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See also: Allegro, allégro, and allegrò

Contents

EnglishEdit

EtymologyEdit

Borrowed from Italian allegro.

PronunciationEdit

NounEdit

allegro (plural allegros)

  1. (music) A tempo mark directing that a passage is to be played in a quick, lively tempo, faster than allegretto but slower than presto
  2. (music) In more traditional use, an expressive marking indicating lively or happily, not necessarily quick or fast.
  3. (music) A passage having this mark

TranslationsEdit

AdverbEdit

allegro (not comparable)

  1. (music) played in a quick, lively tempo

TranslationsEdit

AdjectiveEdit

allegro (not comparable)

  1. (music) in a quick and lively manner

TranslationsEdit


FrenchEdit

Alternative formsEdit

EtymologyEdit

Borrowed from Italian allegro, itself borrowed from French allègre.

PronunciationEdit

NounEdit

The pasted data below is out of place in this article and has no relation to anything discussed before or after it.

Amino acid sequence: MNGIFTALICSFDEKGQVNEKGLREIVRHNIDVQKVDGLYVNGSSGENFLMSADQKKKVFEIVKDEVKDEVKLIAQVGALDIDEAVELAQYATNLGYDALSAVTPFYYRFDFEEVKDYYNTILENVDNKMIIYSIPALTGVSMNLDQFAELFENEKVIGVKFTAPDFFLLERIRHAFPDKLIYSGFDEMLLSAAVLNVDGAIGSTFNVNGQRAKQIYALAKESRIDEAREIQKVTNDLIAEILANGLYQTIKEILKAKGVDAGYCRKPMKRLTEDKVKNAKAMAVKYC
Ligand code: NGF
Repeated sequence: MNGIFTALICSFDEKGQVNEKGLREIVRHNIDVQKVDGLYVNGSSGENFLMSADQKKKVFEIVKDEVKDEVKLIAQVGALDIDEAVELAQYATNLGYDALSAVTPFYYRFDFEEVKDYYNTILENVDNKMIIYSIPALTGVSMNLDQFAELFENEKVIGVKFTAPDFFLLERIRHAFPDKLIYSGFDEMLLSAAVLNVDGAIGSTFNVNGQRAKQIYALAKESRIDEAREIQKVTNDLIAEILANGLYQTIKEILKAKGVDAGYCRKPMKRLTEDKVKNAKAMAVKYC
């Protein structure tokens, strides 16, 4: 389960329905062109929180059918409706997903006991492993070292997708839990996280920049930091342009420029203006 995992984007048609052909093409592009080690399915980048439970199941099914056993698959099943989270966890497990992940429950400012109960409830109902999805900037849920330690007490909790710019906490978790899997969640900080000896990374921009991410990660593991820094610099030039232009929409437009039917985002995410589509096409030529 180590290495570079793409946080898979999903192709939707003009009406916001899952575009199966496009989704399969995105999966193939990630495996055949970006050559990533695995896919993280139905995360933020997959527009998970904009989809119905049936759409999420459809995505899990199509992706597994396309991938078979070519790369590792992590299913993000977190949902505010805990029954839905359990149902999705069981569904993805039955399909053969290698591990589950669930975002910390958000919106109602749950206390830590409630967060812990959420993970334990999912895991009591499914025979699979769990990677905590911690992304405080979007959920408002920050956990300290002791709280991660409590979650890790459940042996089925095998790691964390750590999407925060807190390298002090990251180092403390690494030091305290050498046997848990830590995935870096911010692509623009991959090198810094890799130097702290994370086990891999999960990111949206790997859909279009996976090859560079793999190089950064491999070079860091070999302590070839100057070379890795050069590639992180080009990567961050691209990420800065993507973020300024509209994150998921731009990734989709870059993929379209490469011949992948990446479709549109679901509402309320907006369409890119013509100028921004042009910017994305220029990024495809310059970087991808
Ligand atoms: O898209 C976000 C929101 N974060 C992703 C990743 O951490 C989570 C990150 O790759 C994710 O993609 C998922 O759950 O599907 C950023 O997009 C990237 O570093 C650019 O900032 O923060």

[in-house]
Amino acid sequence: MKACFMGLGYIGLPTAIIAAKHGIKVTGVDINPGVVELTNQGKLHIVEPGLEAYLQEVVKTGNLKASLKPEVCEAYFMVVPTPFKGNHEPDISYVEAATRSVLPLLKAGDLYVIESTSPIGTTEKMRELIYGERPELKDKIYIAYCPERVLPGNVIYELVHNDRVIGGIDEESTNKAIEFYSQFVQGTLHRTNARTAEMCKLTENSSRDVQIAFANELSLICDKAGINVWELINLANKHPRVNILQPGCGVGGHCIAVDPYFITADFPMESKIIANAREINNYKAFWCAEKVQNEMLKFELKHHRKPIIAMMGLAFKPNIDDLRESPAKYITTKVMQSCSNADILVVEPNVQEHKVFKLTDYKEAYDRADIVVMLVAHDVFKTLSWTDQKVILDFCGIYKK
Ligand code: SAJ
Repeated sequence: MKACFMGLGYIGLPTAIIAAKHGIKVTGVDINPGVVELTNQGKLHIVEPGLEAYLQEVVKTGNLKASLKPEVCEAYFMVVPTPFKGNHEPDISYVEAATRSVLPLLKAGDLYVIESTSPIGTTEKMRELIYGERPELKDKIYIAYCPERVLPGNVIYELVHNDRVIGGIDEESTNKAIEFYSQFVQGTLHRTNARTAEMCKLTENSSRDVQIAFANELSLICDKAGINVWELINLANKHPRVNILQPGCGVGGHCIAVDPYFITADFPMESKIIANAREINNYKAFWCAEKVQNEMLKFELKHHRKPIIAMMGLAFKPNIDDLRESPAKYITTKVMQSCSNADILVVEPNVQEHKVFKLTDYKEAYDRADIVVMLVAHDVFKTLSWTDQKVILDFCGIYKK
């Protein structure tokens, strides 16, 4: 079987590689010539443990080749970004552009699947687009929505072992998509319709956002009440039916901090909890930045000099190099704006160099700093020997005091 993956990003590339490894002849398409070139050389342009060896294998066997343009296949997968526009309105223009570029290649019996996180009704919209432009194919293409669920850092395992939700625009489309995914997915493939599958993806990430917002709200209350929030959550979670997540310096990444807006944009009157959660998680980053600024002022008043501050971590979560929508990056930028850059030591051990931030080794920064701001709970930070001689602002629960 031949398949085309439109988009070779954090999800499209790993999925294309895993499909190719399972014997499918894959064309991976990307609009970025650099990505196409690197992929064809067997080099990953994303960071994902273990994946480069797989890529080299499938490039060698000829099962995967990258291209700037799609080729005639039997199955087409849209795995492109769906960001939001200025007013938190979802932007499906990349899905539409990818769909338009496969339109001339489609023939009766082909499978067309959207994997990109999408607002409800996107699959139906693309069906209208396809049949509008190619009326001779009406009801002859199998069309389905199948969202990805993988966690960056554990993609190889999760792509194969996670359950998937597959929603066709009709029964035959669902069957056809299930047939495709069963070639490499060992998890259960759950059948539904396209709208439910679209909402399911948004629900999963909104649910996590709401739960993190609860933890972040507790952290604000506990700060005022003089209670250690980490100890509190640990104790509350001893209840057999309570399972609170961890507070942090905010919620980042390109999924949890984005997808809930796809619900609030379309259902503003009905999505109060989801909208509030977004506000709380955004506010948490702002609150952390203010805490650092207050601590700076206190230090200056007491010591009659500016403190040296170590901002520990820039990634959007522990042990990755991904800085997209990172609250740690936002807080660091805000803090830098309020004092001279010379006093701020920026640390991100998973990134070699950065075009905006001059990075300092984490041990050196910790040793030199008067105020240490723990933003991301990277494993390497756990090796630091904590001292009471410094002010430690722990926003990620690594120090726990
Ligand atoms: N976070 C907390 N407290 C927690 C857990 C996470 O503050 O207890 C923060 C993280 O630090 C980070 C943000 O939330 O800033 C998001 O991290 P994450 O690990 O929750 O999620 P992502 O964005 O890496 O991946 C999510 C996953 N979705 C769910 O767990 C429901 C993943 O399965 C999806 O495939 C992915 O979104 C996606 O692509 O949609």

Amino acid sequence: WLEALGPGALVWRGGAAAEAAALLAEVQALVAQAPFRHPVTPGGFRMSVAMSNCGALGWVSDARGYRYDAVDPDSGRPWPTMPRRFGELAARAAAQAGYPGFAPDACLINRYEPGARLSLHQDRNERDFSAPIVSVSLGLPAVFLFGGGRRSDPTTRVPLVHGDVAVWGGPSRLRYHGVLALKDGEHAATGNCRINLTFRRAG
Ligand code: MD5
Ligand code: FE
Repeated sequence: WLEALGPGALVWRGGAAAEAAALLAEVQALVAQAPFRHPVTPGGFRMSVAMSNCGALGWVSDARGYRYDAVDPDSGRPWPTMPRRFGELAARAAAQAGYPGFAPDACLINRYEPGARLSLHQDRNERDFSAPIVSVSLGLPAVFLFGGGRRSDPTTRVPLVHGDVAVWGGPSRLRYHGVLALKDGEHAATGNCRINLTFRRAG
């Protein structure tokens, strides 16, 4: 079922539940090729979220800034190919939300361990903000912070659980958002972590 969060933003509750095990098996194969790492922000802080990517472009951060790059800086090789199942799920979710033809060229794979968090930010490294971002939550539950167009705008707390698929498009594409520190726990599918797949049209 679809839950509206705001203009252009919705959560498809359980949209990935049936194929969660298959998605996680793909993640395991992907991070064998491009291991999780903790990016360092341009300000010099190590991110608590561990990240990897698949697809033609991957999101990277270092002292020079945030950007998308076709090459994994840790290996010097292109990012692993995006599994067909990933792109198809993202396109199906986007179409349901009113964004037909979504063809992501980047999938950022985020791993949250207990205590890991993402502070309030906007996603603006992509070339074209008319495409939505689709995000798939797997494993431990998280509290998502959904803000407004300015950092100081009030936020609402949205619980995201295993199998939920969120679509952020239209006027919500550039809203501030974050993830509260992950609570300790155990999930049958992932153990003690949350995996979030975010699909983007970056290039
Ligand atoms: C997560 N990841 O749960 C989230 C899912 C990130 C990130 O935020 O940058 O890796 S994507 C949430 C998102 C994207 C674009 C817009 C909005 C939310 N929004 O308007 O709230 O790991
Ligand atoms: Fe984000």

allegro m (plural allegros)

  1. allegro

AdverbEdit

allegro

  1. allegro

Further readingEdit


ItalianEdit

EtymologyEdit

Borrowed from French allègre, from Latin alacer (lively; happy, cheerful). Compare the inherited doublet alacre.

AdjectiveEdit

allegro (feminine singular allegra, masculine plural allegri, feminine plural allegre)

  1. cheerful
  2. mirthful

Derived termsEdit

DescendantsEdit

AnagramsEdit


PortugueseEdit

Alternative formsEdit

EtymologyEdit

Borrowed from Italian allegro. Doublet of alegre.

AdjectiveEdit

allegro (plural allegro, comparable)

  1. (music) allegro (played in a quick, lively tempo)

AdverbEdit

allegro (not comparable)

  1. (music) allegro (in a quick, lively tempo)

NounEdit

allegro m (plural allegros)

  1. (music) allegro (a passage to be played in a quick, lively tempo)